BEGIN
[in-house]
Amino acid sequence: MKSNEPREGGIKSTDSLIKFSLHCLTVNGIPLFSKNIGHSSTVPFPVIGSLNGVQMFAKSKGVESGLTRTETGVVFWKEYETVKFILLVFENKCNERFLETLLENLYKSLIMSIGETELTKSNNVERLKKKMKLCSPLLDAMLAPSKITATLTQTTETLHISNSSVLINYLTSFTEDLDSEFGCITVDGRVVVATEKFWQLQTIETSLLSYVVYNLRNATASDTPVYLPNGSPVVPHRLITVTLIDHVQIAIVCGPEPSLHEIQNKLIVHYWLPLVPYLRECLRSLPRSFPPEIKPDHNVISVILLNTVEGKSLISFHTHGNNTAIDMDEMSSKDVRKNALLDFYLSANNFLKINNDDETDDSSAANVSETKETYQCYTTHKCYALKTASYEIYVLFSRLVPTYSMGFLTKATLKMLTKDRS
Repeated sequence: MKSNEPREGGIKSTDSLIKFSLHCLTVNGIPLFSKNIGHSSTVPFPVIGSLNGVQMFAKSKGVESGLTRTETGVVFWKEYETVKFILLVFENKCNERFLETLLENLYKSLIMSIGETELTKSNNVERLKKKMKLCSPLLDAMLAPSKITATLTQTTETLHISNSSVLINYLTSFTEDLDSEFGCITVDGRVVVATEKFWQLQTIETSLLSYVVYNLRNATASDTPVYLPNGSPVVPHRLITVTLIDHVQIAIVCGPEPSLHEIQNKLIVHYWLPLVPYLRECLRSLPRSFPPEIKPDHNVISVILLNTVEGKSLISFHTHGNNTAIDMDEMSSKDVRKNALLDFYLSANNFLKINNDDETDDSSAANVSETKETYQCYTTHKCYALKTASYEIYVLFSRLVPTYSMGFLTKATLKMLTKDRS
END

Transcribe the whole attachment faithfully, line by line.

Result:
[in-house]
Amino acid sequence: MKSNEPREGGIKSTDSLIKFSLHCLTVNGIPLFSKNIGHSSTVPFPVIGSLNGVQMFAKSKGVESGLTRTETGVVFWKEYETVKFILLVFENKCNERFLETLLENLYKSLIMSIGETELTKSNNVERLKKKMKLCSPLLDAMLAPSKITATLTQTTETLHISNSSVLINYLTSFTEDLDSEFGCITVDGRVVVATEKFWQLQTIETSLLSYVVYNLRNATASDTPVYLPNGSPVVPHRLITVTLIDHVQIAIVCGPEPSLHEIQNKLIVHYWLPLVPYLRECLRSLPRSFPPEIKPDHNVISVILLNTVEGKSLISFHTHGNNTAIDMDEMSSKDVRKNALLDFYLSANNFLKINNDDETDDSSAANVSETKETYQCYTTHKCYALKTASYEIYVLFSRLVPTYSMGFLTKATLKMLTKDRS
Repeated sequence: MKSNEPREGGIKSTDSLIKFSLHCLTVNGIPLFSKNIGHSSTVPFPVIGSLNGVQMFAKSKGVESGLTRTETGVVFWKEYETVKFILLVFENKCNERFLETLLENLYKSLIMSIGETELTKSNNVERLKKKMKLCSPLLDAMLAPSKITATLTQTTETLHISNSSVLINYLTSFTEDLDSEFGCITVDGRVVVATEKFWQLQTIETSLLSYVVYNLRNATASDTPVYLPNGSPVVPHRLITVTLIDHVQIAIVCGPEPSLHEIQNKLIVHYWLPLVPYLRECLRSLPRSFPPEIKPDHNVISVILLNTVEGKSLISFHTHGNNTAIDMDEMSSKDVRKNALLDFYLSANNFLKINNDDETDDSSAANVSETKETYQCYTTHKCYALKTASYEIYVLFSRLVPTYSMGFLTKATLKMLTKDRS